Tag Archives: gender: femininity

Move Over Halloween, Here Comes Christmas

‘Tis the season to remind us that men and women are different and one of women’s jobs is to pander to a hypothetical heterosexual male gaze.  The University of Akron’s Will LeSuer photographed the Christmas-themed costumes for sale at a local store, noting the not-so-implicit gendered expectations.

Surprise, the main theme of the women’s costumes was cute and flirty:

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The men’s themes are, let’s see, comfortable and… superhero?

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And, yes, it starts when they’re kids.IMG_20131209_172436

Here’s a fun compare-and-contrast for maximum icky feeling.  The sexualization of girls and the infantilization of women, in one holiday-themed shot (“child” costume on left, “adult” on right):

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Lisa Wade is a professor of sociology at Occidental College and the author of Gender: Ideas, Interactions, Institutions, with Myra Marx Ferree. You can follow her on Twitter and Facebook.

Woman-as-Cat in Anti-Suffrage Propaganda

Cats and dogs are gendered in contemporary American culture, such that dogs are thought to be the proper pet for men and cats for women (especially lesbians).  This, it turns out, is an old stereotype.  In fact, cats were a common symbol in suffragette imagery.  Cats represented the domestic sphere, and anti-suffrage postcards often used them to reference female activists.  The intent was to portray suffragettes as silly, infantile, incompetent, and ill-suited to political engagement.

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Cats were also used in anti-suffrage cartoons and postcards that featured the bumbling, emasculated father cruelly left behind to cover his wife’s shirked duties as she so ungracefully abandons the home for the political sphere.  Oftentimes, unhappy cats were portrayed in these scenes as symbols of a threatened traditional home in need of woman’s care and attention.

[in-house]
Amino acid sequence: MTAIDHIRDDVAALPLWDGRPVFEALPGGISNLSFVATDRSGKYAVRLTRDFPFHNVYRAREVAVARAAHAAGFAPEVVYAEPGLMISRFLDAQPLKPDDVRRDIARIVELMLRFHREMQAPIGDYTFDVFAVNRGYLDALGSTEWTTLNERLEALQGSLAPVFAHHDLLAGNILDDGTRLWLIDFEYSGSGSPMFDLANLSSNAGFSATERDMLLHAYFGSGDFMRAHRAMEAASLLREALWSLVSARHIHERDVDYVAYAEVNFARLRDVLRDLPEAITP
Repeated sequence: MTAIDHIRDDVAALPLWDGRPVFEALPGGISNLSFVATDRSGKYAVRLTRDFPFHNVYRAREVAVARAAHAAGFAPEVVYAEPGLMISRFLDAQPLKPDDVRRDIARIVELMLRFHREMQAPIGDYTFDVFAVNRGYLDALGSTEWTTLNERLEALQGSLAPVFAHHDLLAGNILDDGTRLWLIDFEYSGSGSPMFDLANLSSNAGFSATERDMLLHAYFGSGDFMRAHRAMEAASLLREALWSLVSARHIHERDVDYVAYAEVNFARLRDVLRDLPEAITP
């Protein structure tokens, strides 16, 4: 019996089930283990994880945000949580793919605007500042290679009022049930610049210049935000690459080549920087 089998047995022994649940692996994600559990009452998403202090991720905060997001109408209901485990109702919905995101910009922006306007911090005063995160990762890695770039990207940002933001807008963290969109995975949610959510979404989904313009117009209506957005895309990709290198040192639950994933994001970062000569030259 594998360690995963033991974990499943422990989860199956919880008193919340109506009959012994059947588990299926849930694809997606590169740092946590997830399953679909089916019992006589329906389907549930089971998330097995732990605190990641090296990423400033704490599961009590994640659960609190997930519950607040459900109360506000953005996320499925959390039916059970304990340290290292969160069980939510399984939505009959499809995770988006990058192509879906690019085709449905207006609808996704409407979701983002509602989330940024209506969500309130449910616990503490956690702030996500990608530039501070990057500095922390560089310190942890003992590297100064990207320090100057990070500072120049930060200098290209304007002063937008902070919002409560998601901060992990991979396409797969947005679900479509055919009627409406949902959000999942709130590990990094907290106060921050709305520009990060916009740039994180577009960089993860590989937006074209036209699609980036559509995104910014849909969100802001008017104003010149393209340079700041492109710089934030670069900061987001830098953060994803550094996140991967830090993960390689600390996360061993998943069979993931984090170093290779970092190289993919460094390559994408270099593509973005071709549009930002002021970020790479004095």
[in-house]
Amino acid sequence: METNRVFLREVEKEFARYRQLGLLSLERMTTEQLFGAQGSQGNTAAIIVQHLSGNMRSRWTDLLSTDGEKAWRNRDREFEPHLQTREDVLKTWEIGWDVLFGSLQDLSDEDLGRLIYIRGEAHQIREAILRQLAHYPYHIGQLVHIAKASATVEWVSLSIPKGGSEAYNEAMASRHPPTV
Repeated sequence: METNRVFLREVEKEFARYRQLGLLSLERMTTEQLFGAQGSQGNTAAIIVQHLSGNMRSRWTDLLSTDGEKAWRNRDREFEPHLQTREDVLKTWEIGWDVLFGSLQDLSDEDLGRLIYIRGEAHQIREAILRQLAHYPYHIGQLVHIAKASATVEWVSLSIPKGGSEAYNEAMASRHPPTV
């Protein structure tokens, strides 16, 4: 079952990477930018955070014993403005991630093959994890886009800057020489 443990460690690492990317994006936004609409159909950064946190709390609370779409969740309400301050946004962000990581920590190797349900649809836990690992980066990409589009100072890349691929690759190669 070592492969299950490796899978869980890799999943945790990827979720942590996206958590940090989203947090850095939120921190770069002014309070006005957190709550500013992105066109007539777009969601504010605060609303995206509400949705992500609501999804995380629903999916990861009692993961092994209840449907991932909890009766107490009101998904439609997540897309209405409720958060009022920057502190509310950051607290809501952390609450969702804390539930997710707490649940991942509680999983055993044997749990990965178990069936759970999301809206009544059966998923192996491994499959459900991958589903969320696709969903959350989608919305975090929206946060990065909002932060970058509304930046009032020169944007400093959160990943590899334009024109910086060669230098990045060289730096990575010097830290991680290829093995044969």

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While opposition to the female vote was strong, public sentiment warmed to the suffragettes as police brutality began to push women into a more favorable, if victimized, light.

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As suffragettes increasingly found themselves jailed, many resisted unfair or inhumane imprisonment with hunger strikes.  In response, jailers would often force-feed female prisoners with steel devices to pry open their mouths and long hoses inserted into their noses and down their throats.  This caused severe damage to the women’s faces, mouths, lungs, and stomachs, sometimes causing illness and death.

Not wanting to create a group of martyrs for the suffragist cause, the British government responded by enacting the Prisoner’s Act of 1913 which temporarily freed prisoners to recuperate (or die) at home and then rearrested them when they were well.  The intention was to free the government from responsibility of injury and death from force feeding prisoners.

This act became popularly known as the “Cat and Mouse Act,” as the government was seen as toying with their female prey as a cat would a mouse.  Suddenly, the cat takes on a decidedly more masculine, “tom cat” persona.  The cat now represented the violent realities of women’s struggle for political rights in the male public sphere.

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The longevity of the stereotype of cats as feminine and domestic, along with the interesting way that the social constructions flipped, is a great example of how cultural associations are used to create meaning and facilitate or resist social change.

Cross-posted at Jezebel and Human-Animal Studies Images.

Ms. Wrenn is an instructor of Sociology with Colorado State University, where she is working on her PhD.  She is a council member of the American Sociological Association’s Animals & Society section and has published extensively on the non-human animal rights movement. 

Men and Women! They Talk Like People!

I absolutely love this comic from Robot Hugs!  Yes, people are people!  Or, as Kathryn Dindia once said, “Men are from North Dakota, women are from South Dakota.”

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Lisa Wade is a professor of sociology at Occidental College and the author of Gender: Ideas, Interactions, Institutions, with Myra Marx Ferree. You can follow her on Twitter and Facebook.

The Sexy Baby Voice vs. The Voice of God

Read this with the movie trailer voice in your head: In a world where men and masculinity are valued above women and femininity and the voice of god sounds like a man. Can there be any sense of justice? Can a hero rise from the ashes that were this country’s dreams of equality?